I2C mode:
     1. Software
     2. Hardware
    (1)>
  3. We might just as well use the hardware interface so 2 it is. We get presented with a speed selection:
    Set speed:
     1. 100KHz
     2. 400KHz
     3. 1MHz
    (1)>
    
  4. We press Enter to select the default value

The Bus Pirate gives us a new prompt indicating that we are now in I2C mode:

Ready
I2C>

We now need to power up the powersupply and activate the pull-up resistors.
The I2C bus needs pull-up resistors to keep the bus lines high. This allows the master and slaves to communicate by pulling the lines low.

  1. Enter W to power up the powersupply.
Power supplies ON

 

  • Enter P to switch on the pull-up resistors.
    Pull-up resistors ON

 

We are now ready to communicate with the EEPROM ICs. But how do know which addresses to use? We could read the datasheet for the 24LC256 to get the address or we could use a built in macro on the Bus Pirate that searches for addresses on the bus.

I2C>(0)
 0.Macro menu
 1.7bit address search
 2.I2C sniffer
I2C>(1)
Searching I2C address space. Found devices at:
0xA0(0x50 W) 0xA1(0x50 R) 0xA2(0x51 W) 0xA3(0x51 R) 0xA4(0x52 W) 0xA5(0x52 R)

We now have a list of all the addresses on the bus. Here we can see that for each IC there is a read and write address.
We now know which addresses to use. Let’s write something to the first EEPROM. The following commands will be written on one line to do the deed. Each command may be issued individually as well. The Bus Pirate allows that.

  1. [ will issue a START signal.
  2. 0xA0 writes the address to the bus.
  3. 0x00 0x00two bytes to tell the EEPROM from which memory address to start writing.
  4. 0xF0 A byte to be written to the EEPROM.
  5. “Hello” A string of characters to write into the EEPROM.
  6. 0x00 Another byte to be written to the EEPROM.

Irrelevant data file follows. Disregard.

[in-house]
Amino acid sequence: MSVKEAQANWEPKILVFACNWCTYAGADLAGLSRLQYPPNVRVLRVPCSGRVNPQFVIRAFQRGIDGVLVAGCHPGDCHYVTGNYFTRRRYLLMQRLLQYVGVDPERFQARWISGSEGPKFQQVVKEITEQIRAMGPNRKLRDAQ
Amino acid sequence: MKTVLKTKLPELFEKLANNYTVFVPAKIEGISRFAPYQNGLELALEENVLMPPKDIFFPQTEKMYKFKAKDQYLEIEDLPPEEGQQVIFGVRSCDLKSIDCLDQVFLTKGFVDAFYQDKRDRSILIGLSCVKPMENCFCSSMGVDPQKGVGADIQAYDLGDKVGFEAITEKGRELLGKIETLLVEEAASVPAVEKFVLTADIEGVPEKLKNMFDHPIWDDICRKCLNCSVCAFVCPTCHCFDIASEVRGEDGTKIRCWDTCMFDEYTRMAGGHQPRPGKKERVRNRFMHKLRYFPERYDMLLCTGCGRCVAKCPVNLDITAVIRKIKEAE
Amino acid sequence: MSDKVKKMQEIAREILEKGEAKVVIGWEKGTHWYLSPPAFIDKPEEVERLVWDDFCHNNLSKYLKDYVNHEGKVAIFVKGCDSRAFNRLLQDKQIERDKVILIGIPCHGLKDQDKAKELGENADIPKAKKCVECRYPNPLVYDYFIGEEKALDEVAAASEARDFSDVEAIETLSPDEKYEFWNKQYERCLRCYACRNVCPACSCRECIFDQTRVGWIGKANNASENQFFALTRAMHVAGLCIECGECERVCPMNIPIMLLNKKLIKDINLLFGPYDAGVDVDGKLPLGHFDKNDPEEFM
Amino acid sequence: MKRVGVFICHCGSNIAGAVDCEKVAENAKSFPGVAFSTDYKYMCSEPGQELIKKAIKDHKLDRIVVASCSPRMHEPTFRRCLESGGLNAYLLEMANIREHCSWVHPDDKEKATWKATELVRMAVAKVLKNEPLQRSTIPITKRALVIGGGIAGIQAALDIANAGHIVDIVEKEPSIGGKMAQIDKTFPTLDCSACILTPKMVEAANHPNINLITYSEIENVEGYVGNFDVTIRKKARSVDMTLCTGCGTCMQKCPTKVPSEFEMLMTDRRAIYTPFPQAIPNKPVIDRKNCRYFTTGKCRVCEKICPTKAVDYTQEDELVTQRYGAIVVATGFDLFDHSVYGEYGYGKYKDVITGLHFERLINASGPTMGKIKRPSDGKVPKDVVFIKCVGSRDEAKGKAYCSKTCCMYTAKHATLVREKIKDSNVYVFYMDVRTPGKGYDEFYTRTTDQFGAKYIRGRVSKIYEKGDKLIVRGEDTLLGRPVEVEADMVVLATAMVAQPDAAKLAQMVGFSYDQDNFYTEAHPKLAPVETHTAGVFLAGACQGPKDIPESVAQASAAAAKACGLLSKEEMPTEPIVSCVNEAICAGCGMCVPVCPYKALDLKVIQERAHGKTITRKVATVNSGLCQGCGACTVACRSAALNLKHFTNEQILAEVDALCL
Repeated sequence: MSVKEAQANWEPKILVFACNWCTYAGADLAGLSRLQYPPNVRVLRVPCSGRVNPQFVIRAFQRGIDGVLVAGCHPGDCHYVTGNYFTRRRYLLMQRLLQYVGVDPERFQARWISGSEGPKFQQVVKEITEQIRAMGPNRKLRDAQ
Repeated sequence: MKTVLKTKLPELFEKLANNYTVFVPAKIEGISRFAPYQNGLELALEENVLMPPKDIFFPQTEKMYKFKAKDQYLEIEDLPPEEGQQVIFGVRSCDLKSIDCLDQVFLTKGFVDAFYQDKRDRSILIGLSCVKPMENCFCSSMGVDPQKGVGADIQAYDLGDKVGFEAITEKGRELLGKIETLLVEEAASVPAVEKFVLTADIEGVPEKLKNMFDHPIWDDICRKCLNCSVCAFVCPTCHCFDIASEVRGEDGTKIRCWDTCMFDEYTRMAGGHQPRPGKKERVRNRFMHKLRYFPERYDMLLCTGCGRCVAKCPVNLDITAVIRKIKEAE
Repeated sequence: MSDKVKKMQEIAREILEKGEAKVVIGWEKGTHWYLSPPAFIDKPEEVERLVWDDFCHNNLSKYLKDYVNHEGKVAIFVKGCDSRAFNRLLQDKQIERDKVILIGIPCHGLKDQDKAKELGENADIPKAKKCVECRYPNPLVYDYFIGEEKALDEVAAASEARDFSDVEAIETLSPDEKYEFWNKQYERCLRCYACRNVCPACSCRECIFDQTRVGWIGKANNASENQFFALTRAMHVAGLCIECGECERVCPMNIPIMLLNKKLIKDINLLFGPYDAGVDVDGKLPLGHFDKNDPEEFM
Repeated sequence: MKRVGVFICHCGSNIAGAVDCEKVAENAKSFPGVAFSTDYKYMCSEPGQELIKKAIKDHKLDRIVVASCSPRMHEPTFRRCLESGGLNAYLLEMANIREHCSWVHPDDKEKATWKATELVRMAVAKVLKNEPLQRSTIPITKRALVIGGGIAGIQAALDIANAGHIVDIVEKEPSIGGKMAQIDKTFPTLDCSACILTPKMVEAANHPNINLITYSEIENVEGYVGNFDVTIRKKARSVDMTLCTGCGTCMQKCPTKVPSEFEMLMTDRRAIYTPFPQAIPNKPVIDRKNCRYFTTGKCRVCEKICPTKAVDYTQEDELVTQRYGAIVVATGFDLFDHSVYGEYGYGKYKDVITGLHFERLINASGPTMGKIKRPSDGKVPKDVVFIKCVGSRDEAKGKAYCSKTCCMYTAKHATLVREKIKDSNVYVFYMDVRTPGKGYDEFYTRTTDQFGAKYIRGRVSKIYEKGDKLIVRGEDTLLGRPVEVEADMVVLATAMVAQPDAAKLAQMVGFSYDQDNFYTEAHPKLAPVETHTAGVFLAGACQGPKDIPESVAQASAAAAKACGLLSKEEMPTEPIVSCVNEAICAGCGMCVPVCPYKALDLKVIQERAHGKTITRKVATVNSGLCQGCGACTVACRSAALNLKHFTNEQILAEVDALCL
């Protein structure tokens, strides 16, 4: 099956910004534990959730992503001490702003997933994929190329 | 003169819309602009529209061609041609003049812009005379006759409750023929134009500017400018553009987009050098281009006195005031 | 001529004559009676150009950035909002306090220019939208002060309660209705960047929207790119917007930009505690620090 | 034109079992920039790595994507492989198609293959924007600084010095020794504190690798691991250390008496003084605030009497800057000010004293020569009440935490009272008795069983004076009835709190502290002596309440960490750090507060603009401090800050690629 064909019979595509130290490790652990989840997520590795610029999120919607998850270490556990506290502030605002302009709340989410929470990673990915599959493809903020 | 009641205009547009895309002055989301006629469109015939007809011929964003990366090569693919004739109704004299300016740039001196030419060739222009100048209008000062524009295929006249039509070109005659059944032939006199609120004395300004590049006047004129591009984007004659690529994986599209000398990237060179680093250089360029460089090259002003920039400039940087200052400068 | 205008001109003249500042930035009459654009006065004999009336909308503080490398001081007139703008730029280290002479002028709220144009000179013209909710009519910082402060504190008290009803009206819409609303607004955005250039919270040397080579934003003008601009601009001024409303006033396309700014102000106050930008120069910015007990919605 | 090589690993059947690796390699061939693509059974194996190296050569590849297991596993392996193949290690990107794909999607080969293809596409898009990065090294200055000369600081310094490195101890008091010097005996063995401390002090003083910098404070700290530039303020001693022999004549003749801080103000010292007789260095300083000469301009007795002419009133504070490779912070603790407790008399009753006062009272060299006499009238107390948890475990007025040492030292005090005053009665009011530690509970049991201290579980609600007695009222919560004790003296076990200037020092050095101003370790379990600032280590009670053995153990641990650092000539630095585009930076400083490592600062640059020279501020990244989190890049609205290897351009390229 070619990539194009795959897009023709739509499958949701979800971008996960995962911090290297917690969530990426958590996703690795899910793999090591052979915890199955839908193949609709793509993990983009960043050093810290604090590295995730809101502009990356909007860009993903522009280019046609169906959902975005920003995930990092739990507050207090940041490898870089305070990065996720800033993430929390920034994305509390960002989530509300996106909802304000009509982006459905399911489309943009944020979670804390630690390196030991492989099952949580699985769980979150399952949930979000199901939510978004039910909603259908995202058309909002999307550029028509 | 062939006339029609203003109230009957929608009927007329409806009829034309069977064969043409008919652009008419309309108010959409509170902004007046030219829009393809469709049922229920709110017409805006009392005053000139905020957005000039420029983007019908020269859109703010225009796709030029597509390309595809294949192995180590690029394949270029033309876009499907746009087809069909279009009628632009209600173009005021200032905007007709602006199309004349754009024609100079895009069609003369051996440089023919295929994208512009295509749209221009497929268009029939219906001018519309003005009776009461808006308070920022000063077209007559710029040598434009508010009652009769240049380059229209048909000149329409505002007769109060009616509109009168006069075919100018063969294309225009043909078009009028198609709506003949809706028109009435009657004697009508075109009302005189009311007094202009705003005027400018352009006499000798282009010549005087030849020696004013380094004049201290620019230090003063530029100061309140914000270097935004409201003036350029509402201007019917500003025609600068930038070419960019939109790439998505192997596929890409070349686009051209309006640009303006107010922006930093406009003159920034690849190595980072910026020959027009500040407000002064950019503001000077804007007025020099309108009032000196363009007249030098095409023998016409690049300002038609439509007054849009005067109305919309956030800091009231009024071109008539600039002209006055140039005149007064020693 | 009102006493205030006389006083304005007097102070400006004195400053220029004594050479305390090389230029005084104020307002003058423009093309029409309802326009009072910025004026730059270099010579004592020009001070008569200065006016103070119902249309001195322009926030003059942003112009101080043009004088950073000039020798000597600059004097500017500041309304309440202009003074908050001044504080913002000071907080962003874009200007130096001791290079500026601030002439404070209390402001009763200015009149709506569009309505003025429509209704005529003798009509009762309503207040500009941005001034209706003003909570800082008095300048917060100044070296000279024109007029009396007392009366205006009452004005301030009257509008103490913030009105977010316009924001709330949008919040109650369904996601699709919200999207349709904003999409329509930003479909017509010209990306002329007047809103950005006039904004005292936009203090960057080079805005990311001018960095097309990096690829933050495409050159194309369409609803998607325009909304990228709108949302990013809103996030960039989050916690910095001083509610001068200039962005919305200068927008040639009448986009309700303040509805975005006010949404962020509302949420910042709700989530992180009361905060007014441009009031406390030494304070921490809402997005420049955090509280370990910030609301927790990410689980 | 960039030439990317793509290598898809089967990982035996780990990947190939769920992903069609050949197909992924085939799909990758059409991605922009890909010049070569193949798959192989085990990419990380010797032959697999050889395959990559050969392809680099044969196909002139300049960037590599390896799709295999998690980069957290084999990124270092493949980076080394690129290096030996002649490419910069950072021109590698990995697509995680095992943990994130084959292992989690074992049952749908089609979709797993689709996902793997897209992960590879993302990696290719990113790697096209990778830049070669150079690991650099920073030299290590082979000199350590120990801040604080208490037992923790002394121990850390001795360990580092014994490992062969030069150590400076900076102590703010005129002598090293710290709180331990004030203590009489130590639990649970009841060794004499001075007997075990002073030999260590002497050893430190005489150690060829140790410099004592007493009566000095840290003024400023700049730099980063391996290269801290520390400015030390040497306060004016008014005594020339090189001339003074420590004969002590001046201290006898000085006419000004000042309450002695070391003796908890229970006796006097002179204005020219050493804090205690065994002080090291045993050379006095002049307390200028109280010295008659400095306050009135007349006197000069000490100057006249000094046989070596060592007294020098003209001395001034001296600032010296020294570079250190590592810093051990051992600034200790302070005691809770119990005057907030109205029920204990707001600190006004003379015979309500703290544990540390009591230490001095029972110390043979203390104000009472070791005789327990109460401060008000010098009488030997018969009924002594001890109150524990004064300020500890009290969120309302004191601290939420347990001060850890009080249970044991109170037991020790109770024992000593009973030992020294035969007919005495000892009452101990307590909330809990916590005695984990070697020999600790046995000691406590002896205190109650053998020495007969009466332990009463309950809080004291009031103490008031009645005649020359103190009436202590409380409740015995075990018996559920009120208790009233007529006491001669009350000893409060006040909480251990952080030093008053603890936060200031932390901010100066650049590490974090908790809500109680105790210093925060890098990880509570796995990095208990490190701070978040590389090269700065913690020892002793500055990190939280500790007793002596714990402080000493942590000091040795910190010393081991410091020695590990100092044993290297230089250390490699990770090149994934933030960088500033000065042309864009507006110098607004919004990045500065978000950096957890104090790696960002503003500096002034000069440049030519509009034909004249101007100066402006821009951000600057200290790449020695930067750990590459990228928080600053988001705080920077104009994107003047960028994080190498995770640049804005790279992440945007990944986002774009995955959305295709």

7. ] will issue a STOP signal.

We end up with something like this:

I2C>[ 0xA0 0x00 0x00 0xF0 "Hello" 0x00 ]
I2C START BIT
WRITE: 0xA0 ACK
WRITE: 0x00 ACK
WRITE: 0x00 ACK
WRITE: 0xF0 ACK
WRITE: "H ACKe ACKl ACKl ACKo ACK"
WRITE: 0x00 ACK
I2C STOP BIT

Take note the ACK bit after the transmission of each byte.

Let’s try reading from the EEPROM this time:

  1. [ will issue a START signal.
  2. 0xA0 writes the address to the bus – we will be “writing” to the EEPROM in order to reset the memory counter/address back to zero
  3. 0x00 0x00two bytes to tell the EEPROM from which memory address to start reading
  4. [ Issue a START signal again
  5. 0xA1 is the read address of the first device
  6. rrrrrr will read 6 bytes from the bus

This is the result:

I2C>[ 0xa0 0x00 0x00 [ 0xa1 rrrrrrr ]
I2C START BIT
WRITE: 0xA0 ACK
WRITE: 0x00 ACK
WRITE: 0x00 ACK
I2C START BIT
WRITE: 0xA1 ACK
READ: 0xF0
READ:  ACK 0x48
READ:  ACK 0x65
READ:  ACK 0x6C
READ:  ACK 0x6C
READ:  ACK 0x6F
READ:  ACK 0x00
NACK
I2C STOP BIT

Note the string wrote out earlier was now read back as ASCII values. The Bus Pirate has an option to display the RAW value to the terminal. This is done using the o command:

I2C>o
 1. HEX
 2. DEC
 3. BIN
 4. RAW

(1)>4
Display format set

And we try again:

I2C>[ 0xa0 0x00 0x01 [ 0xa1 rrrrr ]
I2C START BIT
WRITE:   ACK
WRITE:   ACK
WRITE:   ACK
I2C START BIT
WRITE:   ACK
READ: 
READ:  ACK H
READ:  ACK e
READ:  ACK l
READ:  ACK l
READ:  ACK o
NACK
I2C STOP BIT